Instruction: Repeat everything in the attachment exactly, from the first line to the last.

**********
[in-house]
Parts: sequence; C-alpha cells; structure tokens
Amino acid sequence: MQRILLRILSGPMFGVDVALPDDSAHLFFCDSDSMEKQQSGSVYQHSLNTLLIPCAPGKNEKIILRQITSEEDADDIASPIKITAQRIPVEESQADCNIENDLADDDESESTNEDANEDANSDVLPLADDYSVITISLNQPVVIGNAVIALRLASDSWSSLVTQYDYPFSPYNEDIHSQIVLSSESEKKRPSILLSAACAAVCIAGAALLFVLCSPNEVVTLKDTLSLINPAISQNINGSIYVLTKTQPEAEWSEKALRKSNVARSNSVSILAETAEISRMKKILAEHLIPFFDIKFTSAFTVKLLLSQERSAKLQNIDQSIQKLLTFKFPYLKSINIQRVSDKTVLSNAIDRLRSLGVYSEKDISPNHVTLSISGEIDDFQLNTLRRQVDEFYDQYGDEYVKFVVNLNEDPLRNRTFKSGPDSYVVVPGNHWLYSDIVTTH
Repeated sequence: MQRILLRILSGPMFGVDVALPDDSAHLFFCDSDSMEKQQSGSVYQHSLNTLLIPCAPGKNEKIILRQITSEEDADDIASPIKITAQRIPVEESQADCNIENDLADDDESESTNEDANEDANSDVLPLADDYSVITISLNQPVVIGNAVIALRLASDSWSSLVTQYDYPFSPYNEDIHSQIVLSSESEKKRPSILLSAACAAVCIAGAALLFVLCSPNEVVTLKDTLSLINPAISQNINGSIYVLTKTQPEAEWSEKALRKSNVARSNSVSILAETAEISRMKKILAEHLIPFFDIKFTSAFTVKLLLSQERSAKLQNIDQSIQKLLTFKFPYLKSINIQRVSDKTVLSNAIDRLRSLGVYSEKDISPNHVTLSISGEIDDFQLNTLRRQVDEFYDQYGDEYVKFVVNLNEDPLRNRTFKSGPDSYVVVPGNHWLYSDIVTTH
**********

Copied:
[in-house]
Parts: sequence; C-alpha cells; structure tokens
Amino acid sequence: MQRILLRILSGPMFGVDVALPDDSAHLFFCDSDSMEKQQSGSVYQHSLNTLLIPCAPGKNEKIILRQITSEEDADDIASPIKITAQRIPVEESQADCNIENDLADDDESESTNEDANEDANSDVLPLADDYSVITISLNQPVVIGNAVIALRLASDSWSSLVTQYDYPFSPYNEDIHSQIVLSSESEKKRPSILLSAACAAVCIAGAALLFVLCSPNEVVTLKDTLSLINPAISQNINGSIYVLTKTQPEAEWSEKALRKSNVARSNSVSILAETAEISRMKKILAEHLIPFFDIKFTSAFTVKLLLSQERSAKLQNIDQSIQKLLTFKFPYLKSINIQRVSDKTVLSNAIDRLRSLGVYSEKDISPNHVTLSISGEIDDFQLNTLRRQVDEFYDQYGDEYVKFVVNLNEDPLRNRTFKSGPDSYVVVPGNHWLYSDIVTTH
Repeated sequence: MQRILLRILSGPMFGVDVALPDDSAHLFFCDSDSMEKQQSGSVYQHSLNTLLIPCAPGKNEKIILRQITSEEDADDIASPIKITAQRIPVEESQADCNIENDLADDDESESTNEDANEDANSDVLPLADDYSVITISLNQPVVIGNAVIALRLASDSWSSLVTQYDYPFSPYNEDIHSQIVLSSESEKKRPSILLSAACAAVCIAGAALLFVLCSPNEVVTLKDTLSLINPAISQNINGSIYVLTKTQPEAEWSEKALRKSNVARSNSVSILAETAEISRMKKILAEHLIPFFDIKFTSAFTVKLLLSQERSAKLQNIDQSIQKLLTFKFPYLKSINIQRVSDKTVLSNAIDRLRSLGVYSEKDISPNHVTLSISGEIDDFQLNTLRRQVDEFYDQYGDEYVKFVVNLNEDPLRNRTFKSGPDSYVVVPGNHWLYSDIVTTH